Humana Inc. (NYSE: HUM) has made substantial progress toward one of its major goals.
That goal, of course, is scaling and maturing a risk-bearing value-based model that manages the provision of home health, durable medical equipment and home infusion services. In regards to this goal, a strategic hire was another piece of the puzzle.
Last month, Humana announced that Dr. Andrew Agwunobi was named president of the company’s home solutions business. He will officially join the company at the end of February.
“As a doctor, he understands the value of care in the home, and why seniors want more of it,” Bruce Broussard, president and CEO of Humana, said Wednesday during a fourth-quarter 2021 earnings call. “[He understands] our vision, at Humana, of making it easier for people to get the care they need at home.”
The Louisville, Kentucky-based Humana’s home-based care business lines include Kindred at Home, which is being rebranded as CenterWell Home Health.
The insurer complements its internal capabilities with a wide range of external partnership agreements across the continuum of care. Humana is also the second-largest Medicare Advantage (MA) plan, supporting over 5 million beneficiaries.
Humana’s goal of scaling its value-based home health model is key because it feeds into the company’s other goal: covering nearly 50% of its MA members under this model within the next five years.
For now, the company’s model is active in South Florida and Texas, with plans for a rollout in Virginia and North Carolina in Q2. Humana also plans to expand into additional markets this year and early next year.
Once these initial phases of expansion are complete, Humana’s value-based home health model will provide coverage to about 15% of its MA members, Broussard noted.
Aside from expansion plans, Humana is focused on figuring out how certain services and offerings can best fit into specific markets in the long run.
“We have the opportunity to accelerate our return on investment by introducing select components of the full-based home health model, such as stand-alone DME or utilization management services in less dense markets,” Broussard said. “We believe approximately 60% to 70% of Humana members will be served by the comprehensive value-based model over time, while the remaining will be supported by select components based on the needs of the market.”
On the home-based care front, Broussard also expressed Humana’s commitment to continue growing Kindred at Home’s fee-for-service business.
During the Q4 call, Susan Diamond — chief financial officer of Humana — also detailed the company’s staffing efforts. Diamond likewise said the company is keeping an eye on admission and clinical staffing trends.
“[We] are making targeted investments to sustainably improve the recruitment and retention of nurses to position the businesses for further growth as trends begin to normalize,” Diamond said. “We improved home health and hospice nurse retention by double digits in 2021, positively growing net nurse headcount in the second half of the year. We also reduced the number of nurses who attrit in the first 90 days of employment in the second half of 2021 for the first time since the pandemic began.”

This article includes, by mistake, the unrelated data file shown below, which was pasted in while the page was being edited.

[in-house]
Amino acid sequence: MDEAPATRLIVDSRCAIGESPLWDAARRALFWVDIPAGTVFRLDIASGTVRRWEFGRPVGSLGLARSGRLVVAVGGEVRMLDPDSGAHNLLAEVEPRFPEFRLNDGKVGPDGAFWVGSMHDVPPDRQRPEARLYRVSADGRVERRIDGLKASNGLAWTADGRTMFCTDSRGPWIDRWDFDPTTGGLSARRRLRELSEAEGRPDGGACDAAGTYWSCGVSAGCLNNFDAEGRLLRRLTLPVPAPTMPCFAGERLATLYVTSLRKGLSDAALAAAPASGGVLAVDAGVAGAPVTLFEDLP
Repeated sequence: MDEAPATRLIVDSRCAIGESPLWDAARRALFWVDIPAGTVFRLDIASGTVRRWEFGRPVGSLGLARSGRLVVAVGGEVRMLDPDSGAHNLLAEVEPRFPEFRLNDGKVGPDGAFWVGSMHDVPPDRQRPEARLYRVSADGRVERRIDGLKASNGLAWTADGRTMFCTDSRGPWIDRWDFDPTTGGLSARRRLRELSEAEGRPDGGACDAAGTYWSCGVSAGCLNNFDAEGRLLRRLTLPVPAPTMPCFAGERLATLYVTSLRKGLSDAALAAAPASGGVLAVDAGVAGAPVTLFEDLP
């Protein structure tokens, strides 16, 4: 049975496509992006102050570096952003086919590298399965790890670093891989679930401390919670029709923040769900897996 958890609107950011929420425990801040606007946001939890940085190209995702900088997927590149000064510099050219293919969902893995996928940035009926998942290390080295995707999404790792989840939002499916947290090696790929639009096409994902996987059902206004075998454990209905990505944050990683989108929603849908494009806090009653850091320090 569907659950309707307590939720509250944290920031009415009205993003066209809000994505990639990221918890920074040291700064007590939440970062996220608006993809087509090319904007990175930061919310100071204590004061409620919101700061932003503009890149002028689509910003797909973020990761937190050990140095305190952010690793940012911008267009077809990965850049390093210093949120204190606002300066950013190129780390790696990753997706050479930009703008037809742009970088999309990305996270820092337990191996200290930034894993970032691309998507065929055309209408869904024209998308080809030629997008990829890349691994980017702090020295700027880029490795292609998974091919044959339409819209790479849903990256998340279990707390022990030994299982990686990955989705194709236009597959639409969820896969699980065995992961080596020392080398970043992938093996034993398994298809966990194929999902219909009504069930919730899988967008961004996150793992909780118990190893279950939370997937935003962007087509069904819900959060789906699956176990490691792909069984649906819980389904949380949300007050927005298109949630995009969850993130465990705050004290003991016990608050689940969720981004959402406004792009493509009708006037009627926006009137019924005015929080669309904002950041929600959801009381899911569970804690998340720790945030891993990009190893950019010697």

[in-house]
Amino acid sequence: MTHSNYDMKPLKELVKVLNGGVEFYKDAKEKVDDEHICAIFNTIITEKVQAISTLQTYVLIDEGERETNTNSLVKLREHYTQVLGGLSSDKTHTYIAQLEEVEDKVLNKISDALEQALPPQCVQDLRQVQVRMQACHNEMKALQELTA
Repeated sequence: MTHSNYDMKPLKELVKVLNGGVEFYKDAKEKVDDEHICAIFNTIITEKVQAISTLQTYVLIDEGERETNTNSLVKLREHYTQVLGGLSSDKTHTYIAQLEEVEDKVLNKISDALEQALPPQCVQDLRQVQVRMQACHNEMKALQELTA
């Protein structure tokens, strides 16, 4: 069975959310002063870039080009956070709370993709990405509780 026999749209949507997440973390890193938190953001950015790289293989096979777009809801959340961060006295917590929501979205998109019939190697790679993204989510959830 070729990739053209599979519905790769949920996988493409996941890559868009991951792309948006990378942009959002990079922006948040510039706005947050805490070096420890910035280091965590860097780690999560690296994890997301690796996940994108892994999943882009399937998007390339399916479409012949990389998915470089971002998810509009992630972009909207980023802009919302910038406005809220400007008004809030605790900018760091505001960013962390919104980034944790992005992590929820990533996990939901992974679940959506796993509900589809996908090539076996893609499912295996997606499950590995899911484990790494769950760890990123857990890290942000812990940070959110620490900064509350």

Also notable was Humana’s pledge to drive $1 billion of additional value “for the enterprise through cost savings, productivity initiatives and value acceleration from previous investments.”
“This will create the capacity to fund growth and investments in our Medicare Advantage business and further expansion of our health care service capabilities,” Broussard said.
Overall, Humana reported consolidated revenues of about $21.05 billion for Q4 2021, up from $19.06 billion in the same period the previous year. Humana’s health care services segment brought in roughly $8.4 million, up from about $7.2 million in the same quarter of 2020.
“Each of our health care services businesses performed consistently with expectations in the fourth quarter,” Diamond said. “The integration of Kindred at Home operations remains on track, and results post-acquisition have emerged as anticipated. Fourth-quarter 2021 home health admissions were up slightly while hospice experienced a low single-digit decline as compared to the fourth quarter of 2020.”
Speaking of hospice, Humana remains “committed to advancing” its divestment plan for Kindred at Home’s end-of-life care operations. A report earlier this week suggested that Humana has already begun a sales process targeting private equity.
“We have continued to explore various alternatives for the long-term ownership structure of the business and have initiated steps to reorganize the hospice business for standalone operations, while also making investments to improve clinician recruiting and retention to position the business for further growth,” Broussard said. “While we’re not able to share details today on a specific transaction structure or timing, we expect that we will be in a position to provide a meaningful update by our first quarter call.”
For the full year, Humana reported consolidated revenues of roughly $83.06 billion, an increase from about $77.15 billion in 2020.